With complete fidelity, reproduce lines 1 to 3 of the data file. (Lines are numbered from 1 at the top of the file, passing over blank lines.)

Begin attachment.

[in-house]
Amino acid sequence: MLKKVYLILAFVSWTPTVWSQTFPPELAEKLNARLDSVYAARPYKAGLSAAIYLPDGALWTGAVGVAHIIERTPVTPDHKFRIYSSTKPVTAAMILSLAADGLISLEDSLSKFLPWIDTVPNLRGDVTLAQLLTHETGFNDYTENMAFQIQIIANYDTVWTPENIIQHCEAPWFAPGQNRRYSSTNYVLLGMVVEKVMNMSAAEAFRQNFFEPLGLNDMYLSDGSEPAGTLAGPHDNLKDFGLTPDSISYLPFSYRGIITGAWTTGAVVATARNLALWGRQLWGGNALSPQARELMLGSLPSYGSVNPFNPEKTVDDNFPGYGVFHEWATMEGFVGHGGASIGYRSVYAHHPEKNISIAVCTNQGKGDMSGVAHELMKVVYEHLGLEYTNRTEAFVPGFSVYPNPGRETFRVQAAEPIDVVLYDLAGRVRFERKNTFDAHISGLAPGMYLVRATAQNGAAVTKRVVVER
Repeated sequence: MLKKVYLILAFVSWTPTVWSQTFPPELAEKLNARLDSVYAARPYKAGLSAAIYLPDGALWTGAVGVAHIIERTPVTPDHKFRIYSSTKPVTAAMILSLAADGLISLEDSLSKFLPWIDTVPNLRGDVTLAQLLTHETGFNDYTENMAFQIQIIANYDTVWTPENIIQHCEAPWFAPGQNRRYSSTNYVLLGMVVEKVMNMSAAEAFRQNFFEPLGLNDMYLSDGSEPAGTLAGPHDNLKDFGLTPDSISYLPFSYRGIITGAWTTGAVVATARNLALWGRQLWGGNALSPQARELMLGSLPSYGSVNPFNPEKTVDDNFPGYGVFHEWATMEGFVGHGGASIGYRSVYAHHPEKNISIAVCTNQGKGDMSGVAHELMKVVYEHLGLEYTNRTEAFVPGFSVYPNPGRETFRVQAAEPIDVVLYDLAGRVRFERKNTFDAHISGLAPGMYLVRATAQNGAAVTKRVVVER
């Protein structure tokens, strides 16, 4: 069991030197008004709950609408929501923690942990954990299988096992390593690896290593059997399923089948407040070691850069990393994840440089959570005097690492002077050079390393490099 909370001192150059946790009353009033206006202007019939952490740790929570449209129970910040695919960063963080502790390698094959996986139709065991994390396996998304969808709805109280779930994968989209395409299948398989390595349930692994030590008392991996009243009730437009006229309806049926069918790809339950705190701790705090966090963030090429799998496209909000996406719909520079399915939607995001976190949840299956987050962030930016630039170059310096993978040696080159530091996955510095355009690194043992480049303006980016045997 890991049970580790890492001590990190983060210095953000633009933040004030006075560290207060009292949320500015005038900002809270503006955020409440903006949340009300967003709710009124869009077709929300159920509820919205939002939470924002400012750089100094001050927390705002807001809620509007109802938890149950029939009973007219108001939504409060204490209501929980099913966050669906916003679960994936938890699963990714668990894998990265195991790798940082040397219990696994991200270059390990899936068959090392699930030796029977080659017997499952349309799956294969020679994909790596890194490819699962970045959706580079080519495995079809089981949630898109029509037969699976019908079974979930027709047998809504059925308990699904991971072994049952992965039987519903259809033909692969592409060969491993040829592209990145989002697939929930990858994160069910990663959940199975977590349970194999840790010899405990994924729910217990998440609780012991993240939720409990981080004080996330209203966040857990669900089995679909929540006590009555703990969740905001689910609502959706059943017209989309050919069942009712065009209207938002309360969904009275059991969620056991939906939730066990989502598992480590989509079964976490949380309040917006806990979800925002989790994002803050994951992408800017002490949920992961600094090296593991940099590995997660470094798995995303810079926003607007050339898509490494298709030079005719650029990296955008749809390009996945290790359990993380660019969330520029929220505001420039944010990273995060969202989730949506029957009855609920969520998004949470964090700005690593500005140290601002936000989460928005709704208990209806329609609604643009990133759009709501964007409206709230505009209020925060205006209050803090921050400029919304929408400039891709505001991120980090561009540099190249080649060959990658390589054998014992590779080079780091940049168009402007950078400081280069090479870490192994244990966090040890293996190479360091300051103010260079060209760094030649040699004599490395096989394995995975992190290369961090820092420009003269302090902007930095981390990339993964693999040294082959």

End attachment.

[in-house]
Amino acid sequence: MLKKVYLILAFVSWTPTVWSQTFPPELAEKLNARLDSVYAARPYKAGLSAAIYLPDGALWTGAVGVAHIIERTPVTPDHKFRIYSSTKPVTAAMILSLAADGLISLEDSLSKFLPWIDTVPNLRGDVTLAQLLTHETGFNDYTENMAFQIQIIANYDTVWTPENIIQHCEAPWFAPGQNRRYSSTNYVLLGMVVEKVMNMSAAEAFRQNFFEPLGLNDMYLSDGSEPAGTLAGPHDNLKDFGLTPDSISYLPFSYRGIITGAWTTGAVVATARNLALWGRQLWGGNALSPQARELMLGSLPSYGSVNPFNPEKTVDDNFPGYGVFHEWATMEGFVGHGGASIGYRSVYAHHPEKNISIAVCTNQGKGDMSGVAHELMKVVYEHLGLEYTNRTEAFVPGFSVYPNPGRETFRVQAAEPIDVVLYDLAGRVRFERKNTFDAHISGLAPGMYLVRATAQNGAAVTKRVVVER
Repeated sequence: MLKKVYLILAFVSWTPTVWSQTFPPELAEKLNARLDSVYAARPYKAGLSAAIYLPDGALWTGAVGVAHIIERTPVTPDHKFRIYSSTKPVTAAMILSLAADGLISLEDSLSKFLPWIDTVPNLRGDVTLAQLLTHETGFNDYTENMAFQIQIIANYDTVWTPENIIQHCEAPWFAPGQNRRYSSTNYVLLGMVVEKVMNMSAAEAFRQNFFEPLGLNDMYLSDGSEPAGTLAGPHDNLKDFGLTPDSISYLPFSYRGIITGAWTTGAVVATARNLALWGRQLWGGNALSPQARELMLGSLPSYGSVNPFNPEKTVDDNFPGYGVFHEWATMEGFVGHGGASIGYRSVYAHHPEKNISIAVCTNQGKGDMSGVAHELMKVVYEHLGLEYTNRTEAFVPGFSVYPNPGRETFRVQAAEPIDVVLYDLAGRVRFERKNTFDAHISGLAPGMYLVRATAQNGAAVTKRVVVER